When I checked Marie Lu's Legendout of the library, I hoped that the main girl character (June) would be Asian. After all, Lu herself is Chinese, born in China and influenced, as a young child, by the 1989 Tiananmen Square student protests. From the age of five, she lived in the U.S. and, unless she lived in an alternate U.S., probably also didn't see herself reflected in the books on her library and school shelves. So wouldn't she use this opportunity to add one more Asian girl to YA litdom?
Today saw not one, but two politicians toss offhand comments about appearances at women involved in politics. One of those men is the chair of a South Carolina county’s Republican Party, which, well, no surprise. But the other is President Barack Obama. Obama! Step it up.
Welcome to the latest installment of Ms. Opinionated, in which readers have questions about the pesky day-to-day choices we all face, and I give advice about how to make ones that (hopefully) best reflect our shared commitment to feminist values—as well as advice on what to do when they don't.
Dear Ms. Opinionated,
I'm *the* liberal, lesbian, feminist living in a small town in Pennsylvania.
Our Popaganda relaunch kicks off with a bang: This episode digs into issues of monogamy. We tend to take monogamy for granted as a goal of relationships, but that's in part because it's an idea that been carefully constructed and policed throughout history. On this 20-minute episode, author of Sex and Punishment Eric Berkowitz explains the strange legal history of monogamy, writer Alex Borinsky discusses the role of monogamy as a political tool in the same-sex marriage debate, and sex educator Tristan Taormino dishes on the logistics of open relationships. Tune in!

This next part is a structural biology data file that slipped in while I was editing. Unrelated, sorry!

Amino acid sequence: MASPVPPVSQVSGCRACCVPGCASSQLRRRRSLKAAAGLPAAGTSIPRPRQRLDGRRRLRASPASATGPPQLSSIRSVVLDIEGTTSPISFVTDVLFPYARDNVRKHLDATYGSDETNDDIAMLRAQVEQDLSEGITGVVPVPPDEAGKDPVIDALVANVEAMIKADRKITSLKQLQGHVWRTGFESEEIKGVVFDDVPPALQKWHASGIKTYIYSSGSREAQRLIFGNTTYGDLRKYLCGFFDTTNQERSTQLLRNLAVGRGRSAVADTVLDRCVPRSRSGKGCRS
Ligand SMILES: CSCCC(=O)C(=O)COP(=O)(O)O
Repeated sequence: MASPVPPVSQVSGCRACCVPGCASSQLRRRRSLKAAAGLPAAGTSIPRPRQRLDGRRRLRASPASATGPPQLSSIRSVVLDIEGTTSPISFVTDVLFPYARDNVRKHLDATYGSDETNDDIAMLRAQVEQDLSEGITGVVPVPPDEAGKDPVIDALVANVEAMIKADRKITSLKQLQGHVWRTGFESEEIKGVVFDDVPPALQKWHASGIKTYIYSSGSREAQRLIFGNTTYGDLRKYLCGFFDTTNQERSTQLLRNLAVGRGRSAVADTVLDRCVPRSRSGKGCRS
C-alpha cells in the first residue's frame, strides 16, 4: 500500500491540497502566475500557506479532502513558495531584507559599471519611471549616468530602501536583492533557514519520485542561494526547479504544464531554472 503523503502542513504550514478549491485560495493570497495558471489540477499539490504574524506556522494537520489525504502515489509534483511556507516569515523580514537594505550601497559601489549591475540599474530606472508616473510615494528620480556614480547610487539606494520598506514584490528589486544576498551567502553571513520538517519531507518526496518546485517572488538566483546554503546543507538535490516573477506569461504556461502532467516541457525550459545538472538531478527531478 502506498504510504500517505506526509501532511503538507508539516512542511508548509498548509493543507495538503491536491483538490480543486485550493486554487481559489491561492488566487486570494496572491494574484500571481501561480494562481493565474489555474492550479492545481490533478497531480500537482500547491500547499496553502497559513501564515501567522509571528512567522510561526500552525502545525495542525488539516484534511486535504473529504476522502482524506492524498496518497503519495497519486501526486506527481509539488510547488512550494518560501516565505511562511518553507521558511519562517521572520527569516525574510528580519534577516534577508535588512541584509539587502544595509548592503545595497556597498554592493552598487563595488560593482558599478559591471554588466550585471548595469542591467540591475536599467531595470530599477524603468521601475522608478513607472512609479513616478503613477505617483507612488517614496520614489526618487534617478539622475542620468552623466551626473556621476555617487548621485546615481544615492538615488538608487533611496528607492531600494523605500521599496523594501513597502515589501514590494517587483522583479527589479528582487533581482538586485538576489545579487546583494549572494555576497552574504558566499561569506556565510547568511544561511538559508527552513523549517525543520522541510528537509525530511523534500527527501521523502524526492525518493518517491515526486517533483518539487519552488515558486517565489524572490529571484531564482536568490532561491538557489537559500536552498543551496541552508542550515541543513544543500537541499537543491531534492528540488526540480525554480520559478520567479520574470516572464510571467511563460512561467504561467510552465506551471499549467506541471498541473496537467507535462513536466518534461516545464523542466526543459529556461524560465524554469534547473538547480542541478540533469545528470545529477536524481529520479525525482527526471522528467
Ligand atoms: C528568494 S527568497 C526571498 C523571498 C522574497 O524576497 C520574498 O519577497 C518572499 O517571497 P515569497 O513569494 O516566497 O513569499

The story of racehorse Secretariat has been told many times, many ways. In 2010 Disney released their own star-studded telling of the horse’s rise to glory with the help of his determined owner, Penny Chenery (played by Diane Lane). Everyone knows this film as a story about a horse's Triple Crown win. But really, it's as much a story about Chenery’s struggle with challenging gender norms both personally and professionally. The horse Secretariat was her means to achieving success in a sexist industry.
Welcome to Family Drama! For the next eight weeks, we’ll be guest blogging on Bitch about the portrayals of families on TV and in movies. We’ll delve into what makes fictional families functional (or not), different types of familial arrangements in media, relationships between family members, and a ton of other issues.
Our background is that we're siblings whose family has often been defined as "dysfunctional." This label is a simple umbrella term that covers the myriad problems of abuses, rotating caregivers, and ever-present instability we've faced. When we were young, no one ever dissected or defined that term for us. As adults, we've had to unpack it for ourselves.
Television and magazine audiences are well aware that the beautiful female faces we are enhanced with a slew of cosmetics. What audiences don't seem to take into account is is that the men's faces are also dolled up—the guys just often don’t talk about it or sign ad deals with Revlon.
This creates the impression—that's both incorrect and damaging—that male celebrities and models don't undergo the rigorous beauty routines of their female colleagues. How utterly false.